Unmistakeable looks, great comfort, agreeable electric version
You can't get a quick one. But it wouldn't work anyway
What is it?
Regular hatchbacks are in the doldrums. They still sell well, but interest is waning as buyers are magnetised to crossovers. Citroen has decided to capitulate to the beat-them/join-them line of argument, by putting some crossover genes into its new hatch.
Same thing happened with its people carriers. Faced with a steep decline in Picasso sales, Citroen disguised those MPVs as crossovers and came up with the C3 and C5 Aircrosses.
Anyway, the C4. It's a hatchback that goes big on traditional Citroen strengths: comfort and aerodynamics. But it's raised up, and round the lower edges is a skirting board of protective plastic cladding.
It's the same idea as a Focus Active. Over the years plenty of other hatches got the same treatment, but most have gone away now after being shunned by buyers. Not an auspicious sign for the Citroen. Maybe the Kia XCeed will suXCeed at the same game. Maybe it won't.
And yet… it's not a totally daft idea. A raised body means it's easier to get in and out, and allows for long-travel suspension and thin big-diameter tyres – great for comfort. The roof's lower than a crossover, and the tail slopes away, easing the air resistance.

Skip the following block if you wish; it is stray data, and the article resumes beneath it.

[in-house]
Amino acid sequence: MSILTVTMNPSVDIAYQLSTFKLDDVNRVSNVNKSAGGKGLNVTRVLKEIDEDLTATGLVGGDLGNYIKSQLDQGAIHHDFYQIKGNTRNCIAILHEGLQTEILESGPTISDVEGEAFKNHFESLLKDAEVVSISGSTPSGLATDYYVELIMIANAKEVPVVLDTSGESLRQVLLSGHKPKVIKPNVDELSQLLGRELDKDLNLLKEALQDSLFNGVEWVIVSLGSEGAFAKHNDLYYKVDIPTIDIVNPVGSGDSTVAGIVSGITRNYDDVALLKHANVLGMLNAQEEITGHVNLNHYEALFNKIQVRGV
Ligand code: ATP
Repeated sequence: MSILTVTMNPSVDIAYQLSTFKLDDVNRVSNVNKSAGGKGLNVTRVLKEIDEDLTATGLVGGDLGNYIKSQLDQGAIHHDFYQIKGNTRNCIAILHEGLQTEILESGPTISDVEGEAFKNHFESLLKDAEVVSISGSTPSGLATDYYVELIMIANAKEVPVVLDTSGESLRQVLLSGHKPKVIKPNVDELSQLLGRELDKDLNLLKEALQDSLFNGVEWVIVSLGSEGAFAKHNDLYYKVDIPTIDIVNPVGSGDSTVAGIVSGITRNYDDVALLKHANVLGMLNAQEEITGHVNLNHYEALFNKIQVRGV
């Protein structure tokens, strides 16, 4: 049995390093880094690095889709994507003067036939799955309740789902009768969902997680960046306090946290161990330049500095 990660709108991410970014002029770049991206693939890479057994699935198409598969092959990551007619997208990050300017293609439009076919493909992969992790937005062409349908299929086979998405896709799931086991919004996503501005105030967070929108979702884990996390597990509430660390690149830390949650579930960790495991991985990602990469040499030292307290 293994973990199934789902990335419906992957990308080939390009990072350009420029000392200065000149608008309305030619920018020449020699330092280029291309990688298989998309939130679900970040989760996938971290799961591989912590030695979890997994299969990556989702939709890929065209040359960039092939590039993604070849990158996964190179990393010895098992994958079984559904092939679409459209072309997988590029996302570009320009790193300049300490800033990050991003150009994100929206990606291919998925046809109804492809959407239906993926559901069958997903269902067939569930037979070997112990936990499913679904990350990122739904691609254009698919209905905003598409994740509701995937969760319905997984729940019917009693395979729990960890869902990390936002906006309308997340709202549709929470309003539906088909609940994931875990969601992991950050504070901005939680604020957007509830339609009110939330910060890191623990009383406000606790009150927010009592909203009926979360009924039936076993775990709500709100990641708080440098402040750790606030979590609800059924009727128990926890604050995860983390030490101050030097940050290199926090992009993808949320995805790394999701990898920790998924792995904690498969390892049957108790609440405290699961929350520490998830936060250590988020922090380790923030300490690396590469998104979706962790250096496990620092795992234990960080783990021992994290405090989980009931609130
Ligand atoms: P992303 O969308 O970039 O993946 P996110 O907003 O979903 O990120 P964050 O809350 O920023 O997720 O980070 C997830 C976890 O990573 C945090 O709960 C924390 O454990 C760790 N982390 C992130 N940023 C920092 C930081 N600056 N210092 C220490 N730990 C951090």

Strip away the plastic and you've got a silhouette and face that recalls the 1970s GS and CX. Recent concept cars have used these pointy light signatures. There's also some extra scalloping spooned out of the metalwork along the sides. The overall effect probably nudges fussiness, but at least it's distinctive.
The cabin too tries to take a different road from the prevailing 'cockpit-style' cliches.
Beneath, suspension is Citroen's 'advanced comfort' stuff, which uses progressive bumpstops in the dampers to take the slap out of the ride.
That's all bolted to an extended-wheelbase version of the Group's small platform, as per the Peugeot 208, Corsa and DS 3 Crossback. That's a strong and modern structure.
This brings an electric version too, hilariously called the ë-C4. But we never put the accent on Citroën so we won't bother on ë-C4 after this. The battery-powered one largely looks the same, with the same room inside as the combustion ones. Just no tailpipe.
A 50kWh battery feeds a 136bhp motor. It starts at under £30k with the grant, but so does a VW ID.3 with more battery and more power.
The choice of piston power is fairly narrow, a straight lift from other cars from this company: a 1.2-litre petrol from 110 to 155bhp, and a 1.5 diesel of 110 or 130.
Our choice from the range
What's the verdict?
It's good to find a hatch that isn't like all the rest. The comfort and quietness proposition is met, and there's plenty of interest in the design.
It's also better to drive than Citroen's previous 'advanced comfort' cars, having found some new accuracy in its steering and straight-line stability. That predictable behaviour itself reduces fatigue.
The electric version doesn't quite bring a new dimension to the price-to-range ratio. But look at the interiors: the VW Group rivals are consciously oddball and not that easy to use, whereas the Citroen might be just distinctive enough.